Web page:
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EPA Proposes to Remove Newburgh, NY Site from Superfund List; $45 Million Spent to Address Bankrupt Metal Processing Site on the Hudson River

    (New York, N.Y.) After demolishing buildings and removing more than 68,000 cubic yards of contaminated soil, 30,000 tires, 1,400 tons of scrap metal, 380 tons of concrete from the Consolidated Iron and Metal site in Newburgh, New York, the U.S. EPA is proposing to remove it from the Superfund list of the most contaminated hazardous waste sites.

    Past operations at the site contaminated the soil and groundwater with polychlorinated biphenyls (PCBs), volatile organic compounds and metals. PCBs persist in the environment and can affect the immune, reproductive, nervous and endocrine systems and are potentially cancer-causing. Exposure to volatile organic compounds and metals can also cause serious health problems.

    “Ironically, the Consolidated Iron Metal site is located on the banks of a beautiful stretch of the Hudson River. I am happy that the cleanup is complete and this important land can become a useful asset to the Newburgh community,” said EPA Regional Administrator Judith A. Enck.

    The EPA and the New York Department of Environmental Conservation have determined that all necessary cleanup actions have been completed and the site no longer poses a threat to people’s health or the environment.

    The EPA will continue to oversee groundwater monitoring and will conduct periodic reviews to ensure that the cleanup continues to be protective. The public is encouraged to comment on the proposed deletion of the site through October 30, 2014.

    The Consolidated Iron and Metal Company operated at the site from the 1950s until 1999. The company processed cars and other metals for scrap and resale. It operated a smelter on the site primarily to melt aluminum scrap materials, transmissions and other metallic materials. In the late 1990’s, the New York State Department of Environmental Conservation conducted several inspections at the facility and cited the owner for a number of violations. NYSDEC inspections revealed that the owner had not corrected the violations. The state found oil and other waste liquids in the soil, and in stormwater being discharged into the Hudson River without appropriate testing or permits. In the fall of 1999, the New York State Attorney General shut down operations at the site. Sampling performed by the EPA indicated that soil was contaminated with volatile organic compounds, PCBs, and metals.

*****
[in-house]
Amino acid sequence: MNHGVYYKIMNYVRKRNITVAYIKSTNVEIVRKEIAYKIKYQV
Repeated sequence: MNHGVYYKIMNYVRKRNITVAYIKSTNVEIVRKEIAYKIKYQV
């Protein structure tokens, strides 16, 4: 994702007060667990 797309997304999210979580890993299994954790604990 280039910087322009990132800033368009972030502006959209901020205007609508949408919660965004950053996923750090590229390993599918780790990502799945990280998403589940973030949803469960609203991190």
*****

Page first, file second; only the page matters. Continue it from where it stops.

In 1999, the EPA removed an estimated 6,600 tons of soil containing metals and PCBs from the site. The EPA constructed a berm to prevent storm water from carrying pollutants from the site into the Hudson River. The site was added to the Superfund list in 2001. To facilitate the investigation, in 2004, the EPA removed tires, scrap metal and concrete and demolished buildings on the site. Tires removed from the site were shipped to a facility that used them for fuel. Scrap metal, concrete and hydraulic oil were recycled. In all, about 68,000 cubic yards of contaminated soil was removed from the site by 2009 and disposed of at a facility licensed to receive the waste. The excavated areas of the site were filled with clean soil.

    To date, EPA has spent approximately $45 million to address the site, of which more than $14 million has been paid by parties potentially responsible for the contamination at the site. As part of its work under a consent decree with EPA, the city of Newburgh has developed a plan to manage the site and determine how to redevelop the property.

    The EPA has monitored all the cleanup work performed at the site to ensure that the actions remain protective of people’s health and the environment. The groundwater has been sampled since 2004. Results show that contaminants are no longer spreading from the site into the groundwater.

    EPA has concluded that the cleanup work has been successful and that the site can now be taken off of the Superfund list.

    The public is invited to comment on the proposed decision to delete this site from the Superfund list. The public comment period ends on October 30, 2014. Submit your comments, identified by Docket ID no. EPA-HQ-SFUND-2001-0002 or by one of the following methods: On the internet: Follow on-line instructions for submitting comments.

    Email or mail: Michael Negrelli, Remedial Project Manager,